What’s new on Netflix in April

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This buffet is fully loaded.

What, you thought you had to wait until October to get spooky new content on Netflix? Think again. The second season of The Chilling Adventures of Sabrina makes landfall on April 5, only six months after its widely praised first season. Elsewhere, Netflix original film Someone Great stars Gina Rodriguez, an aspiring music journalist who lands her dream job in San Francisco and decides to spend one last wild night in New York with her best friends after her boyfriend (Lakeith Stanfield) calls it quits. And if you want to laugh out loud, check out Kevin Hart’s latest standup special and his first Netflix original, Irresponsible, which he filmed in front of 15,000-plus people at London’s O2 Arena.

Check out the full listings below.

What’s new on Netflix: Editor’s picks


Losers puts defeat in its crosshairs, with the understanding that no one prepares for losing—they survive it. The eight-episode sports docuseries captures the agonies of defeat and considers the cumulative cost of failure in the lives of its subjects. In the end, people who fail on a grand scale usually arrive at triumph through adversity. Losers finally allows time and space for the humanity that’s often lost in the middle. —Kahron Spearman

What's new on Netflix April 2019: Losers Netflix/YouTube

The Umbrella Academy

With a compelling cast and a refreshingly unpredictable plot, The Umbrella Academy blows most comic book shows out of the water. Using the framework of superhero origin stories, the show explores the kind of themes you usually see in indie dramas. The main characters are a squad of super-powered siblings who were adopted at birth by an eccentric billionaire. Instead of using childhood trauma as the motivation to become a hero, The Umbrella Academy explores how parental issues actually get in the way of these characters fulfilling their heroic destiny. —Gavia Baker-Whitelaw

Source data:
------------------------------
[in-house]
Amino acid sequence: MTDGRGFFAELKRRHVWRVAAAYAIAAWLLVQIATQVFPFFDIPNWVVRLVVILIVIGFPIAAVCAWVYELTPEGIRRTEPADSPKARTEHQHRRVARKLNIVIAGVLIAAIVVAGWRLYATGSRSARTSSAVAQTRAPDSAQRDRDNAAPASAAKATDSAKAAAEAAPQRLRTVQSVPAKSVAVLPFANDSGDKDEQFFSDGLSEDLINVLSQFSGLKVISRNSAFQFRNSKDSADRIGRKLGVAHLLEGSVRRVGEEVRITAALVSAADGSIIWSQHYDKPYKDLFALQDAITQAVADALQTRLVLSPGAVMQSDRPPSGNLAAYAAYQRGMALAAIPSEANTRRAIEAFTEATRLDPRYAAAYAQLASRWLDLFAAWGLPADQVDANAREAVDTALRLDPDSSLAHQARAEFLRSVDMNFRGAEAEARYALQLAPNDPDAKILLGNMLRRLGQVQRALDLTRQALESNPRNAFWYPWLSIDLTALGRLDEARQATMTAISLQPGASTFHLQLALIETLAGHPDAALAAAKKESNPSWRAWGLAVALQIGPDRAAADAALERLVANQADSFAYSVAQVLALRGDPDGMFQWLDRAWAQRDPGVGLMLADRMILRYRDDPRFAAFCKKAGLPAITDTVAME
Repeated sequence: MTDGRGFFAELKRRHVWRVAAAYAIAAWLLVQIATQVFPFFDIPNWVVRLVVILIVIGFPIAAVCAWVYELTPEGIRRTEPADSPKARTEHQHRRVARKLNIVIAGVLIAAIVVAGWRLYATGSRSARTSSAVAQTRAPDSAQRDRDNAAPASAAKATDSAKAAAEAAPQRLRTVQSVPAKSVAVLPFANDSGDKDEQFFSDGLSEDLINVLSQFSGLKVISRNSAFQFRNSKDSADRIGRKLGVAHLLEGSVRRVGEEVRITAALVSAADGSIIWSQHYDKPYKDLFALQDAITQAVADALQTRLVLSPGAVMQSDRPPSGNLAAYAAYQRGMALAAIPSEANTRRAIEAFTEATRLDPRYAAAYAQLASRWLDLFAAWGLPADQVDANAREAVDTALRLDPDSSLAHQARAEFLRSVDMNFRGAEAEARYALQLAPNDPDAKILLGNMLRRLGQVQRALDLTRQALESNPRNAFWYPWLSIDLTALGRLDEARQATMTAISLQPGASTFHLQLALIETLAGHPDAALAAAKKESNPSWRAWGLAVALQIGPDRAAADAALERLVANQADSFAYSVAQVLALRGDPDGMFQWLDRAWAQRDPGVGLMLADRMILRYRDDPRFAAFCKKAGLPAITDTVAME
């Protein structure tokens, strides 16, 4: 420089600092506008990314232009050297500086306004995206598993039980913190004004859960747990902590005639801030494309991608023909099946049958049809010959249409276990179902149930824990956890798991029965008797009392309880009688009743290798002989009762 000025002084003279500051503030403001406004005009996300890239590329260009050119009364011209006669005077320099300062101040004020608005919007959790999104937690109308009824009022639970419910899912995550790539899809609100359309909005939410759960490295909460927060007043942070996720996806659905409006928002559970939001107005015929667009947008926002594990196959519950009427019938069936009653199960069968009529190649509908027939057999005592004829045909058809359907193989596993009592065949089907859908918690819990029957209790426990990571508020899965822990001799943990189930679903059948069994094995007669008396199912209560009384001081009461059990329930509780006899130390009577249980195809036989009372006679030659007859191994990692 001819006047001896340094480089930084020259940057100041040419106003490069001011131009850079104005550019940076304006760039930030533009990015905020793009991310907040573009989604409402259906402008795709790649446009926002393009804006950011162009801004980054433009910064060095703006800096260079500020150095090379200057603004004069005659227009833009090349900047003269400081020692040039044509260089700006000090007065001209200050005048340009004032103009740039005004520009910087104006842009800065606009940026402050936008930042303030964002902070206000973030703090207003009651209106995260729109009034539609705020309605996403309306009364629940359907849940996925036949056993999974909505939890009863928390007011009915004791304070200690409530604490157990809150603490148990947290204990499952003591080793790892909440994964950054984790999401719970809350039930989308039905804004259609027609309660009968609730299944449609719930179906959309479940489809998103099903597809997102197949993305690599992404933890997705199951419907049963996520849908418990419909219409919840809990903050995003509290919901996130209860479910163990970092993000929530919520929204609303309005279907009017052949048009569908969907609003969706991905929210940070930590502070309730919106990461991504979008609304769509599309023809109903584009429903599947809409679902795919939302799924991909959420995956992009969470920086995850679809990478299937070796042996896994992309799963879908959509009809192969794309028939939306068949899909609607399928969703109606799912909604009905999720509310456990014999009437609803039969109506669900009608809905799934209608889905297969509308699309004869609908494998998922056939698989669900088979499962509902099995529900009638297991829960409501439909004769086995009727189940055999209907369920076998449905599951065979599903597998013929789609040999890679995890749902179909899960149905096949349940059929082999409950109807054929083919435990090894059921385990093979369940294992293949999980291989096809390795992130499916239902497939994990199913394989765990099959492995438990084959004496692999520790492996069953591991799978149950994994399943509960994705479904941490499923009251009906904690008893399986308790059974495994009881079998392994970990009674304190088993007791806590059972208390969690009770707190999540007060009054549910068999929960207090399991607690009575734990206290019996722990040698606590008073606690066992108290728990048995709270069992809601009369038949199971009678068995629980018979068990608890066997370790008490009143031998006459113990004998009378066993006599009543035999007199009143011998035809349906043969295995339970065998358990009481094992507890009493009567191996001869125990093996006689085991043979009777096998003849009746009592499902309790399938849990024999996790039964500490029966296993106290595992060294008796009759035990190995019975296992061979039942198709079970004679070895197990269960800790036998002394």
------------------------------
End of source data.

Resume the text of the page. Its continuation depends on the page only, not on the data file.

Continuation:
What's new on Netflix: Umbrella Academy Netflix

Russian Doll

There are plenty of TV shows and movies about alternate realities and star-crossed timelines, but Russian Doll takes that premise and builds in a detective show and a philosophical exploration of morality. Series co-creator Natasha Lyonne plays Nadia, a former game designer who dies on her 36th birthday only to be rerouted back into that night to relive it again. As Nadia investigates her situation she has to take a look at herself as well, but the series resists giving us a neat ending or “fixing” her. —Audra Schroeder

What's new on Netflix: Russian Doll Netflix

Bryan Rolli

Bryan Rolli

Bryan Rolli is a reporter who specializes in streaming entertainment. He writes about music and film for Forbes, Billboard, and the Austin American-Statesman. He met Flavor Flav in two separate Las Vegas bowling alleys and still can’t stop talking about it.